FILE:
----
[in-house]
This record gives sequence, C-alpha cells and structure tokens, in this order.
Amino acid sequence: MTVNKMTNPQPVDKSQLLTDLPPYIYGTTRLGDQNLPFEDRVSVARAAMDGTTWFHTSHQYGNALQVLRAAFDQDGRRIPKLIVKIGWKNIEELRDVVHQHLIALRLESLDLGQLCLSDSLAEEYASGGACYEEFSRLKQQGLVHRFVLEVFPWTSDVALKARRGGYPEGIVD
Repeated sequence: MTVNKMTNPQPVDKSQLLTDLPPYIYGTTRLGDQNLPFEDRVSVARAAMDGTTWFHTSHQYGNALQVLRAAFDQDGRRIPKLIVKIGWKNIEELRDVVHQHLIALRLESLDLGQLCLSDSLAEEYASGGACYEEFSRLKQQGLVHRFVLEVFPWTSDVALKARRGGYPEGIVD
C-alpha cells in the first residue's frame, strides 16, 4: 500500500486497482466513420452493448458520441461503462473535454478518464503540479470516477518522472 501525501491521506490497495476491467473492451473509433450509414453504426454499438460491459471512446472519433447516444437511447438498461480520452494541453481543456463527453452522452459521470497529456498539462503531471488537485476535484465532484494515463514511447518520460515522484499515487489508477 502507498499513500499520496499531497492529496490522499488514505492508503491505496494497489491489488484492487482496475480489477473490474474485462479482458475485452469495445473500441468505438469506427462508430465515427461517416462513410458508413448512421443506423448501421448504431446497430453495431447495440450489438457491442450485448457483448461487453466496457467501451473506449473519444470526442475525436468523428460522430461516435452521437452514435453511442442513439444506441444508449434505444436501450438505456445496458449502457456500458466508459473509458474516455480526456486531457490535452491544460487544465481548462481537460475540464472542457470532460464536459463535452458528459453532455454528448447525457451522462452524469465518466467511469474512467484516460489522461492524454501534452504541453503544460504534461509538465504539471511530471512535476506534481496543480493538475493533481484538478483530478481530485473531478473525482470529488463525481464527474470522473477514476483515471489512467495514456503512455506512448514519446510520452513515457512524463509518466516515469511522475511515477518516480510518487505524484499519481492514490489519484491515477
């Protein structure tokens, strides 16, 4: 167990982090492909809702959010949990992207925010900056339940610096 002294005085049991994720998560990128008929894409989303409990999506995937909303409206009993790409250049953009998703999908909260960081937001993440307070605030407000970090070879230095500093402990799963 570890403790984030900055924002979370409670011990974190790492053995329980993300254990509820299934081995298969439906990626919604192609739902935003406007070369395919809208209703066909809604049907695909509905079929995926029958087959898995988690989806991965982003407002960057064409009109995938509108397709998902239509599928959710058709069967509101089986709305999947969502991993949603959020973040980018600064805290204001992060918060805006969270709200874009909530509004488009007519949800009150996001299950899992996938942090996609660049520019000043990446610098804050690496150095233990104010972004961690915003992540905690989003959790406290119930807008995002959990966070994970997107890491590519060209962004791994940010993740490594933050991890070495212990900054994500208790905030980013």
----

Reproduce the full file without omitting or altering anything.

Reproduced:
[in-house]
This record gives sequence, C-alpha cells and structure tokens, in this order.
Amino acid sequence: MTVNKMTNPQPVDKSQLLTDLPPYIYGTTRLGDQNLPFEDRVSVARAAMDGTTWFHTSHQYGNALQVLRAAFDQDGRRIPKLIVKIGWKNIEELRDVVHQHLIALRLESLDLGQLCLSDSLAEEYASGGACYEEFSRLKQQGLVHRFVLEVFPWTSDVALKARRGGYPEGIVD
Repeated sequence: MTVNKMTNPQPVDKSQLLTDLPPYIYGTTRLGDQNLPFEDRVSVARAAMDGTTWFHTSHQYGNALQVLRAAFDQDGRRIPKLIVKIGWKNIEELRDVVHQHLIALRLESLDLGQLCLSDSLAEEYASGGACYEEFSRLKQQGLVHRFVLEVFPWTSDVALKARRGGYPEGIVD
C-alpha cells in the first residue's frame, strides 16, 4: 500500500486497482466513420452493448458520441461503462473535454478518464503540479470516477518522472 501525501491521506490497495476491467473492451473509433450509414453504426454499438460491459471512446472519433447516444437511447438498461480520452494541453481543456463527453452522452459521470497529456498539462503531471488537485476535484465532484494515463514511447518520460515522484499515487489508477 502507498499513500499520496499531497492529496490522499488514505492508503491505496494497489491489488484492487482496475480489477473490474474485462479482458475485452469495445473500441468505438469506427462508430465515427461517416462513410458508413448512421443506423448501421448504431446497430453495431447495440450489438457491442450485448457483448461487453466496457467501451473506449473519444470526442475525436468523428460522430461516435452521437452514435453511442442513439444506441444508449434505444436501450438505456445496458449502457456500458466508459473509458474516455480526456486531457490535452491544460487544465481548462481537460475540464472542457470532460464536459463535452458528459453532455454528448447525457451522462452524469465518466467511469474512467484516460489522461492524454501534452504541453503544460504534461509538465504539471511530471512535476506534481496543480493538475493533481484538478483530478481530485473531478473525482470529488463525481464527474470522473477514476483515471489512467495514456503512455506512448514519446510520452513515457512524463509518466516515469511522475511515477518516480510518487505524484499519481492514490489519484491515477
């Protein structure tokens, strides 16, 4: 167990982090492909809702959010949990992207925010900056339940610096 002294005085049991994720998560990128008929894409989303409990999506995937909303409206009993790409250049953009998703999908909260960081937001993440307070605030407000970090070879230095500093402990799963 570890403790984030900055924002979370409670011990974190790492053995329980993300254990509820299934081995298969439906990626919604192609739902935003406007070369395919809208209703066909809604049907695909509905079929995926029958087959898995988690989806991965982003407002960057064409009109995938509108397709998902239509599928959710058709069967509101089986709305999947969502991993949603959020973040980018600064805290204001992060918060805006969270709200874009909530509004488009007519949800009150996001299950899992996938942090996609660049520019000043990446610098804050690496150095233990104010972004961690915003992540905690989003959790406290119930807008995002959990966070994970997107890491590519060209962004791994940010993740490594933050991890070495212990900054994500208790905030980013």